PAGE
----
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Scarlet Fever

Pediatrics Expert Advice from Henry Bernstein, M.D.

Q: My two-and-a-half-year-old son has scarlet fever. I feel like I'm in an English novel! What is it? How common is it today?


Scarlet fever is simply a "strep throat" with a rash. A fairly common specific germ causes infection of the tonsils or of the back of the throat. Children under three years of age, who get an infection from this bacterial germ, usually have a fair amount of fever, lots of discharge from the nose, may seem a bit irritable, and won't want to eat much. Older children tend to complain of a pretty severe sore throat, have swollen glands in their neck, won't want to eat much, and may have a headache or bellyache.

Strep throat tends to occur more commonly in late fall, winter, and spring, mostly because people have more close person to person contact. Once exposed, the incubation period is usually very short -- less than one week. The rash you see is usually most noticeable under the arms, in the groin, or on the chest, abdomen, or back. It has a rough sandpapery feel. Diagnosis can be made by throat culture or a quicker test (rapid strep) which is not as sensitive as a throat culture. There are some people, so-called "carriers", who have the germ in their throat. They exhibit no symptoms themselves, but may spread the germ to others.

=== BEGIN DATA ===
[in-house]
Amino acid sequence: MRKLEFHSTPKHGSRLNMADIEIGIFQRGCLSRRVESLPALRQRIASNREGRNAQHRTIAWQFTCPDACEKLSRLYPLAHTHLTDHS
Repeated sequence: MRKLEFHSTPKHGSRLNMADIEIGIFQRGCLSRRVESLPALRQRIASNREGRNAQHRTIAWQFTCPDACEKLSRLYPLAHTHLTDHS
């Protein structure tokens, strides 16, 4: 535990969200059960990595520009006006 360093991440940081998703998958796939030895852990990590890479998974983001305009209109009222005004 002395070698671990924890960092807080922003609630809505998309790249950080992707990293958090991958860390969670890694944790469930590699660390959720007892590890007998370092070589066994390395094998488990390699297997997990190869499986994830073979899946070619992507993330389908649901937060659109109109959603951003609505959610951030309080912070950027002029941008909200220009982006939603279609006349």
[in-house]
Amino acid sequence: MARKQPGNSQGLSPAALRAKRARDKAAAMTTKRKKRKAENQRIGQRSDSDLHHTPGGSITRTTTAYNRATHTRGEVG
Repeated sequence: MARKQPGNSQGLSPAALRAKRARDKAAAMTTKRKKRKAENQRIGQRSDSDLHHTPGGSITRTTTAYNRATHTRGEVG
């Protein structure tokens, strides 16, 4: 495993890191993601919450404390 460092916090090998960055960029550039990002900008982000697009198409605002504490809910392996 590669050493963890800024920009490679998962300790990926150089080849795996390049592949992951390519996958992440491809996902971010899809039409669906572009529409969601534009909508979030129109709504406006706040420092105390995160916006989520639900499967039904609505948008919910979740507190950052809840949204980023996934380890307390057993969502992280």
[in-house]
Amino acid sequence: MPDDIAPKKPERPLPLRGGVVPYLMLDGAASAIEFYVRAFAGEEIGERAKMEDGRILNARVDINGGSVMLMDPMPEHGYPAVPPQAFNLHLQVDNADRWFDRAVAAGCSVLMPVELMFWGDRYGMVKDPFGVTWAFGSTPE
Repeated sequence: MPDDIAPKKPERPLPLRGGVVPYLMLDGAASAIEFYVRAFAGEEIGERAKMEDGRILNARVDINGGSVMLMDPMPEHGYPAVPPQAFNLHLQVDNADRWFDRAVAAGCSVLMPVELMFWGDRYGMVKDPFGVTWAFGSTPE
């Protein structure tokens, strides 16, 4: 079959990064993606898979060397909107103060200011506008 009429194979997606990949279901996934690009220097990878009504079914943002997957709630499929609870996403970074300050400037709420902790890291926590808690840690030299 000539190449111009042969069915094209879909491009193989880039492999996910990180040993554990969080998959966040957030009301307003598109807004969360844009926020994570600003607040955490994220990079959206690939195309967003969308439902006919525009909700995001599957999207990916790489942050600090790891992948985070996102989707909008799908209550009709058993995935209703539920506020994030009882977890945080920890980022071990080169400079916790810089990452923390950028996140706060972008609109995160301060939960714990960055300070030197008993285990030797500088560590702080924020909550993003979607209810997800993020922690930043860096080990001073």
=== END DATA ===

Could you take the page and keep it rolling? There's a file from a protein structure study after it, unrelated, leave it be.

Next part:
Once we are sure your child has a "strep" infection, we treat with an antibiotic to decrease the spread and to prevent the possibility of rheumatic heart disease. A majority of times these infections resolve uneventfully after proper treatment. Most commonly, patients get better within a day or two after having had an antibiotic (penicillin, if not allergic) and the rash fades over several more days. Once a child has had 24 hours of antibiotics and is feeling better without fever, he is no longer contagious. Certainly, if your child appears particularly ill with this germ or if the illness is lasting longer than you're comfortable with, you should call your child's doctor immediately.

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Henry Bernstein, M.D., is currently the associate chief of the Division of General Pediatrics and director of Primary Care at Children's Hospital, Boston. He also has an academic appointment at Harvard Medical School.

Please note: This "Expert Advice" area of should be used for general information purposes only. Advice given here is not intended to provide a basis for action in particular circumstances without consideration by a competent professional. Before using this Expert Advice area, please review our General and Medical Disclaimers.


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